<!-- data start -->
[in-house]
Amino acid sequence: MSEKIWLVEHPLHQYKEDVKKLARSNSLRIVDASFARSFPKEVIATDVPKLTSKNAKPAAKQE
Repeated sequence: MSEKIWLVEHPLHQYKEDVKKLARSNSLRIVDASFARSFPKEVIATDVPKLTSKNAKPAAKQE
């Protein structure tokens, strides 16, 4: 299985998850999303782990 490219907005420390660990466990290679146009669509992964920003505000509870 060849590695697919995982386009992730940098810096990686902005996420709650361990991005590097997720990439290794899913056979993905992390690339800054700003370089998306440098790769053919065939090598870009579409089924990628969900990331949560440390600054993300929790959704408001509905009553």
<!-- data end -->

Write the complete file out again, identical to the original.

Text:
[in-house]
Amino acid sequence: MSEKIWLVEHPLHQYKEDVKKLARSNSLRIVDASFARSFPKEVIATDVPKLTSKNAKPAAKQE
Repeated sequence: MSEKIWLVEHPLHQYKEDVKKLARSNSLRIVDASFARSFPKEVIATDVPKLTSKNAKPAAKQE
């Protein structure tokens, strides 16, 4: 299985998850999303782990 490219907005420390660990466990290679146009669509992964920003505000509870 060849590695697919995982386009992730940098810096990686902005996420709650361990991005590097997720990439290794899913056979993905992390690339800054700003370089998306440098790769053919065939090598870009579409089924990628969900990331949560440390600054993300929790959704408001509905009553």